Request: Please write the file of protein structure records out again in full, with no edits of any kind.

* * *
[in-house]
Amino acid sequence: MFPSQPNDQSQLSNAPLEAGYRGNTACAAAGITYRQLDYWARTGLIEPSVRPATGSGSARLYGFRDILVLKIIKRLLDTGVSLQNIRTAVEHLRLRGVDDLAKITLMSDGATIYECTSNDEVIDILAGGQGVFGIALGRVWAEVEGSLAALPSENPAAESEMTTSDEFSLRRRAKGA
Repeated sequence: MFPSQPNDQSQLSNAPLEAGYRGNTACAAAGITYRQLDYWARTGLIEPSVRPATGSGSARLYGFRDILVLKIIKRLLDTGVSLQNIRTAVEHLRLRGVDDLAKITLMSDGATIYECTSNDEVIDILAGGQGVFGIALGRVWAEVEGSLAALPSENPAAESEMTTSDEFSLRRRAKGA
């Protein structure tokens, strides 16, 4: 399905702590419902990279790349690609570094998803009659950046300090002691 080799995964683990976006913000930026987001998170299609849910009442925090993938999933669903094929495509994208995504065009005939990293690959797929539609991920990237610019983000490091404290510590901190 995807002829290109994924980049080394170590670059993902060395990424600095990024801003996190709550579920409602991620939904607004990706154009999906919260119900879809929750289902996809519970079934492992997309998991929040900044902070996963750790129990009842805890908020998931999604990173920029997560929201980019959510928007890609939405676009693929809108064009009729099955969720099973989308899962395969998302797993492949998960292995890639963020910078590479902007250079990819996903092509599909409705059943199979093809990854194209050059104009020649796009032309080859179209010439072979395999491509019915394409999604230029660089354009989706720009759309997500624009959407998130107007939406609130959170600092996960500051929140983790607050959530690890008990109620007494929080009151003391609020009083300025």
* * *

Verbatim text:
[in-house]
Amino acid sequence: MFPSQPNDQSQLSNAPLEAGYRGNTACAAAGITYRQLDYWARTGLIEPSVRPATGSGSARLYGFRDILVLKIIKRLLDTGVSLQNIRTAVEHLRLRGVDDLAKITLMSDGATIYECTSNDEVIDILAGGQGVFGIALGRVWAEVEGSLAALPSENPAAESEMTTSDEFSLRRRAKGA
Repeated sequence: MFPSQPNDQSQLSNAPLEAGYRGNTACAAAGITYRQLDYWARTGLIEPSVRPATGSGSARLYGFRDILVLKIIKRLLDTGVSLQNIRTAVEHLRLRGVDDLAKITLMSDGATIYECTSNDEVIDILAGGQGVFGIALGRVWAEVEGSLAALPSENPAAESEMTTSDEFSLRRRAKGA
């Protein structure tokens, strides 16, 4: 399905702590419902990279790349690609570094998803009659950046300090002691 080799995964683990976006913000930026987001998170299609849910009442925090993938999933669903094929495509994208995504065009005939990293690959797929539609991920990237610019983000490091404290510590901190 995807002829290109994924980049080394170590670059993902060395990424600095990024801003996190709550579920409602991620939904607004990706154009999906919260119900879809929750289902996809519970079934492992997309998991929040900044902070996963750790129990009842805890908020998931999604990173920029997560929201980019959510928007890609939405676009693929809108064009009729099955969720099973989308899962395969998302797993492949998960292995890639963020910078590479902007250079990819996903092509599909409705059943199979093809990854194209050059104009020649796009032309080859179209010439072979395999491509019915394409999604230029660089354009989706720009759309997500624009959407998130107007939406609130959170600092996960500051929140983790607050959530690890008990109620007494929080009151003391609020009083300025």